Multiple new pieces of footage from Ukraine has shown Russian soldiers capturing several pieces of heavy equipment recently supplied by NATO member states, with personnel seen driven an American Bradley infantry fighting vehicle and trying to start the engine of a German Leopard 2A4 tank. The soldiers could be heard discussing starting the tank’s engine and driving it back to their positions, with the vehicle appearing to be entirely undamaged and to have been abandoned by Ukrainian forces. A further video released that day showed Bradley fighting vehicle manoeuvring on a dirt in what is thought to be eastern Ukraine. Prior footage released earlier in the week showed Russian personnel inspecting a Bradley fighting vehicle in a warehouse thought to be in Russia itself, with the working vehicle shown on Russian TV. The Bradley was reportedly refurbished in the United States in 2022 and captured fully in working order. Bradleys were first delivered to Ukraine in April, and have since taken heavy losses in combat with over 80 reported to have been lost in combat by the end of the summer of which Western sources acknowledge more than 50.
Footage of Russian forces capturing abandoned American and German built armour first emerged in early July, although whether those assets were successfully returned to Russian lines or were abandoned remains uncertain. The quantities of Western supplied armoured vehicles destroyed has nevertheless far exceeded those captured, with the first images of the Bradleys taking heavy losses emerging in June. Later footage released by multiple Russian sources on July 22 showed multiple Bradleys destroyed on the frontlines in Ukraine’s Zaporozhye region. The Bradley’s armour protection levels have been frequently criticised since long before the vehicle class entered service, with very high attrition rates seen in Ukraine indicating these concerns were at least somewhat valid. The scale of the losses Ukraine has faced, and the increasingly widely acknowledged failure of its offensives, have played a major role in bolstering opposition in the United States to providing further arms or funding for the war effort. With the domestic economy having effectively collapsed, this has the potential to totally undermine not only Ukraine’s ability to sustain military operations, but the Ukrainian state’s ability to carry out even very basic functions.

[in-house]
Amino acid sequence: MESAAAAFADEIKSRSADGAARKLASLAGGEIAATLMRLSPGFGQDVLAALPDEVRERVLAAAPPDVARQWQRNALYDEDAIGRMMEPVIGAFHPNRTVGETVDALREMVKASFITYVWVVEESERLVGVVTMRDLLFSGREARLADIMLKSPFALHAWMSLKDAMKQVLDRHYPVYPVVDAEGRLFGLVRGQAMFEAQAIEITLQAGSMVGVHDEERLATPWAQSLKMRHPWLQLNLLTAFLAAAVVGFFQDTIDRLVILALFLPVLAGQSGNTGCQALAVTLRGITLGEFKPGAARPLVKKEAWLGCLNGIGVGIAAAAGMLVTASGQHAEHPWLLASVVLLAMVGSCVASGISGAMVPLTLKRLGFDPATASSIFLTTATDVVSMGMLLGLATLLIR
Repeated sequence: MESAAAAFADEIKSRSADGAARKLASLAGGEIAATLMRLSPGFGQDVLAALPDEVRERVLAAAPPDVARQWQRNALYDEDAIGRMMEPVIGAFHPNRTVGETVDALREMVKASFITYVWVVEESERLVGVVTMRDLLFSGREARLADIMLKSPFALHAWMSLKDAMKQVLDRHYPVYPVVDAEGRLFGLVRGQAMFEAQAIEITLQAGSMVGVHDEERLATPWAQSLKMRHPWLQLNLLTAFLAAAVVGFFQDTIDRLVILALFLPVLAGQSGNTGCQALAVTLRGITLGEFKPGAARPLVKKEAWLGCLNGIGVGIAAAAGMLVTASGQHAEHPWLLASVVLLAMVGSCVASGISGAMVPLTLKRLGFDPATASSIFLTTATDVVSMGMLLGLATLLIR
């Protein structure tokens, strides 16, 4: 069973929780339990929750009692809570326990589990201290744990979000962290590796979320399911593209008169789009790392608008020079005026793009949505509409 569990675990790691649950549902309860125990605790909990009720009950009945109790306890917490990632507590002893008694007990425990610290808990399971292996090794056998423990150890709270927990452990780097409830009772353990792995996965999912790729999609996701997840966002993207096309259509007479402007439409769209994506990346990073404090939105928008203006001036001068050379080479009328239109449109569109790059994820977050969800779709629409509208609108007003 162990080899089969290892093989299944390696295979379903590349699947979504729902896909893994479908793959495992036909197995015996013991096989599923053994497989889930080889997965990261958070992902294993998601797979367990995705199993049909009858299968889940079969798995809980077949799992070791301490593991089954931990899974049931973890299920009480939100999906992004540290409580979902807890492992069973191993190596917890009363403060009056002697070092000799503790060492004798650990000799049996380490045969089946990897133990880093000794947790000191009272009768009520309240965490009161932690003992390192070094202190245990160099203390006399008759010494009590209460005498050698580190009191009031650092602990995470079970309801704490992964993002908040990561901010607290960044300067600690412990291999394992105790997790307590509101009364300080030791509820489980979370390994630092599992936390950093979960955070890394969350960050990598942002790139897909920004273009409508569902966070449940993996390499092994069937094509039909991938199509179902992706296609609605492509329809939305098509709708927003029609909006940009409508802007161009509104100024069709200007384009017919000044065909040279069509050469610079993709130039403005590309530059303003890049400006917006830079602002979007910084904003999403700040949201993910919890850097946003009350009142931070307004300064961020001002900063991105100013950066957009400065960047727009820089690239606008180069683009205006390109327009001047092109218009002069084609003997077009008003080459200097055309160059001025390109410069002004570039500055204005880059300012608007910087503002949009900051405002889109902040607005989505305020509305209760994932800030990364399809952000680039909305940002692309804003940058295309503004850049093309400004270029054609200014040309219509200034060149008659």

Much like the Bradley, the Leopard 2 was similarly long expected to take very heavy losses against Russian forces based on the class’ prior performance when deployed by the Turkish Army against Islamic State and Kurdish insurgents in Syria and Iraq – with senior Turkish officials referring to their forces as experiencing “trauma” due to the extreme losses taken against relatively lightly armed militia groups. The Leopard 2A6, which is the most modern widely used variant, was first seen taking multiple losses in early June just days after it was confirmed to be participating in offensives against Russian positions. Concerns in the United States that the reputation of the top American tank the M1 Abrams could similarly be seriously tarnished by footage of combat losses has according to a number of unconfirmed reports led the U.S. to press Ukraine to hold the vehicles back from the frontlines, after the first were delivered in September. Shortly after the class was confirmed to have first been deployed to the frontlines, the first footage of a British Challenger 2 tank being destroyed by Russian forces was published in early September, leaving the recently delivered Abrams as the only class not to have seen losses so far.